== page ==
Scientists Warn That Canadian Glacial Melting Is "Outside the Scope of Normal"

Flowers calls glaciers "fantastic barometers of climate change."(Photo: Richard Droker)

Scientists Warn That Canadian Glacial Melting Is "Outside the Scope of Normal"

"I think Arctic science should be a priority. I think understanding our terrestrial and marine ice should be a national priority.”

Canadian scientists are becoming progressively alarmed at the increasing rate of melting of the country's glaciers, warning that climate change is having a severe impact on the region.

Anyone concerned about climate change and sea level rise often thinks about melting glaciers in Antarctica and Greenland. But after these two, Canada has the largest amount of glacial ice: some 200,000 square kilometres.

One of the scientists who is increasingly concerned is Gwenn Flowers, a glaciologist from Simon Fraser University in British Columbia, who has been researching glacial retreat and melting in the Yukon for over a decade.

Her team is currently mapping the ice retreat on the Kaskawulsh glacier in the St. Elias mountain range, which is 70 kilometres long and 5 kilometres wide, with ice some 800 feet deep at some places. Flowers calls glaciers "fantastic barometers of climate change."

However, Flowers says: "The thinning is really dramatic here" and adds that she believes that the ice is currently melting at about half a metre a year. Indeed from 1977 to 2007, the Kaskawulsh glacier is reported to have lost 17 square kilometres of ice.

Speaking to CBC she says: "We as Canadians are stewards of about a third of the world's mountain glaciers and ice caps, so this is our responsibility".

She adds: "As Canadians, given our responsibility to be stewards of this ice, I think we could be doing better. I think Arctic science should be a priority. I think understanding our terrestrial and marine ice should be a national priority."

Her colleague from Simon Fraser University, David Hik said: "The magnitude of the changes is dramatic. The region is one of the hotspots for warming, which is something we've come to realize over the last 15 years."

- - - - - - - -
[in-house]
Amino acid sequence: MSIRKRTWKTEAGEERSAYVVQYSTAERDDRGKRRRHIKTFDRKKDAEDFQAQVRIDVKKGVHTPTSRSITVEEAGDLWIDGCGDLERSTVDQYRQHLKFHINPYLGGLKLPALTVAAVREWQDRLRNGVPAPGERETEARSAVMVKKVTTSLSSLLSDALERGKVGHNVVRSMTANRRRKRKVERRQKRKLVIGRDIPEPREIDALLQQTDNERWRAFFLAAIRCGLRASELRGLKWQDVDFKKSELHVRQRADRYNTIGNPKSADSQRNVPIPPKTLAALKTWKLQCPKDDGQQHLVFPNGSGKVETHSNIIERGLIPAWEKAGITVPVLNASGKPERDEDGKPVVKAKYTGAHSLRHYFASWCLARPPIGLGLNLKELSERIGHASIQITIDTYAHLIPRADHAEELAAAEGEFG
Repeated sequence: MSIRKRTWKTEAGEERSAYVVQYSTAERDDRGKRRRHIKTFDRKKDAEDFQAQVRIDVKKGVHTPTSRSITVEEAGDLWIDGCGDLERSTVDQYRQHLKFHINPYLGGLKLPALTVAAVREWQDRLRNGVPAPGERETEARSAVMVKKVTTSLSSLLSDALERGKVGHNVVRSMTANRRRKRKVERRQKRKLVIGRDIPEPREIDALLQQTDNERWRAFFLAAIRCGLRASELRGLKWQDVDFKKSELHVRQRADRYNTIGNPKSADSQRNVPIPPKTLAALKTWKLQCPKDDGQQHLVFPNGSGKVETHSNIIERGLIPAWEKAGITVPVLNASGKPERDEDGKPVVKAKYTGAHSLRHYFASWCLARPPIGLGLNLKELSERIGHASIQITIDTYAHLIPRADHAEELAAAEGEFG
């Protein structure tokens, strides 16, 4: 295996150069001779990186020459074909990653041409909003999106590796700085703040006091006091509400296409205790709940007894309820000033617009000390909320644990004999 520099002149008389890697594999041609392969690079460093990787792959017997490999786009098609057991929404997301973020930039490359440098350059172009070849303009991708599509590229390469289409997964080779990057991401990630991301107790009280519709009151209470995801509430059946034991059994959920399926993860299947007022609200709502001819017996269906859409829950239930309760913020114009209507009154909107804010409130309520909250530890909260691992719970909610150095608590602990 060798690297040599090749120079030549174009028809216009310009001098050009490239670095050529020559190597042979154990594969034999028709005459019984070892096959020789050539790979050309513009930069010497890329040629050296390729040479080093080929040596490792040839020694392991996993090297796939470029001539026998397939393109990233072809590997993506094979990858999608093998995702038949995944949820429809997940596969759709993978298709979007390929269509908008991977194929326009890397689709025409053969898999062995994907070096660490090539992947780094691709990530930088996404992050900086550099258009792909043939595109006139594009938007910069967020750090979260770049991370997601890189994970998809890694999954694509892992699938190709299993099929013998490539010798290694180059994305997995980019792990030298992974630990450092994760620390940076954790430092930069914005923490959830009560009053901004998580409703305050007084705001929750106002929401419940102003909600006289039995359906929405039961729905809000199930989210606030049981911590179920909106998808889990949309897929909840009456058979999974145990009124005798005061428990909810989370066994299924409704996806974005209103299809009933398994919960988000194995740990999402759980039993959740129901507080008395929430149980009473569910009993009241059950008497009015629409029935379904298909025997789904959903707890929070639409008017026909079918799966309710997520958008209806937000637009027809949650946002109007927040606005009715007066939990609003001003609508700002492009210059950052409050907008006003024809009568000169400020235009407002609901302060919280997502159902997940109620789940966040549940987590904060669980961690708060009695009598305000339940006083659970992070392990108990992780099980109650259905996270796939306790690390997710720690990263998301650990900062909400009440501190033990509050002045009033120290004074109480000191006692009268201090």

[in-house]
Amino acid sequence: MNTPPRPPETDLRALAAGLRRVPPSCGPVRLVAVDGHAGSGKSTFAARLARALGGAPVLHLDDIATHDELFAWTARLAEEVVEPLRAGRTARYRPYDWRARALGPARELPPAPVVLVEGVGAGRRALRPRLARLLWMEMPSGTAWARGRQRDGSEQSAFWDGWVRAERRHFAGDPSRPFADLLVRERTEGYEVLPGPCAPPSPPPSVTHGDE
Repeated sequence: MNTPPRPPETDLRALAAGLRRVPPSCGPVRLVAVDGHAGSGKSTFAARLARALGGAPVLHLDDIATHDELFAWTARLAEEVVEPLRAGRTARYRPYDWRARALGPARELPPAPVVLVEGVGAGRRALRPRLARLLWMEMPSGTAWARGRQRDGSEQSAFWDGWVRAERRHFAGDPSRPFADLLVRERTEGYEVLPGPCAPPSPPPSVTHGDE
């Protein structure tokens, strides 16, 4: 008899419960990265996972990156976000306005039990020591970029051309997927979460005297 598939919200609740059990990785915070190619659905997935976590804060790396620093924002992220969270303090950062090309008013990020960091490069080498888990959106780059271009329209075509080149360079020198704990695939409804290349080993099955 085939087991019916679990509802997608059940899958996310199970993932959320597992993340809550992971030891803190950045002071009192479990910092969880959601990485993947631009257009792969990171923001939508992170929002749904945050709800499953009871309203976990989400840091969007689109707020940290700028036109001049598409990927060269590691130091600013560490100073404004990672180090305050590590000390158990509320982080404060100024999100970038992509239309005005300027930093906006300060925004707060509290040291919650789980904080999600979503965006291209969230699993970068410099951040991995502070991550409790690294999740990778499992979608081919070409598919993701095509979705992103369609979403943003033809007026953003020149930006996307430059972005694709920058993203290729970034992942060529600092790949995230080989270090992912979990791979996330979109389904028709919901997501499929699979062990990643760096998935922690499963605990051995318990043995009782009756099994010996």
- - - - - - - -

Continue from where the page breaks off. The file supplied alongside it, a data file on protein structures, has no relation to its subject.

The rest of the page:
Another person concerned about the rapid glacial loss in the region is Diane Wilson, from Parks Canada: "We're seeing a 20 per cent difference in area coverage of the glaciers in Kluane National Park and Reserve and the rest of the UNESCO World Heritage site [over a 60-year period]. We've never seen that. It's outside the scope of normal."

This is not the first time the Kaskawulsh glacier has made the news. Research published last year in the journal, Nature Geoscience, outlined what was called "river piracy", in which one huge river suddenly flows into another. For centuries, the Slims river had flowed north carrying meltwater from the Kaskawulsh glacier towards the Bering sea.

However the unusually hot spring in 2016 caused an intense melting of the glacier that cut a new channel through the ice to the Alsek river, which flows southwards and on to Pacific. Where once the two rivers were comparable in size, the Slims was reduced to a trickle and the Alsek became 60-70 times larger.

At the time, Professor Dan Shugar, the paper's lead author and a geoscientist at the University of Washington Tacoma said: "We were pretty shocked. We had no idea what was really in store." He added "Day by day we could see the water level dropping."

Earlier this year, the Alpine Club of Canada issued its annual State of the Mountains report and warned that "the beheading of Slims River" is likely to be "permanent," and argued that phenomenon could happen elsewhere as the world's glaciers retreat.

They noted: "recent history has shown that river reorganization due to climate change can, in some cases, have large consequences for people and ecosystems ... As we move toward a world with far fewer glaciers and smaller ice sheets, land that has been covered continuously by ice for many tens of thousands of years will become ice-free."

As it does so, they contended "many rivers in high mountains will be redirected via more hydrologically expedient paths to the sea. In most instances, the redirection will be inconsequential. In other cases, however, the changes might have more significance."

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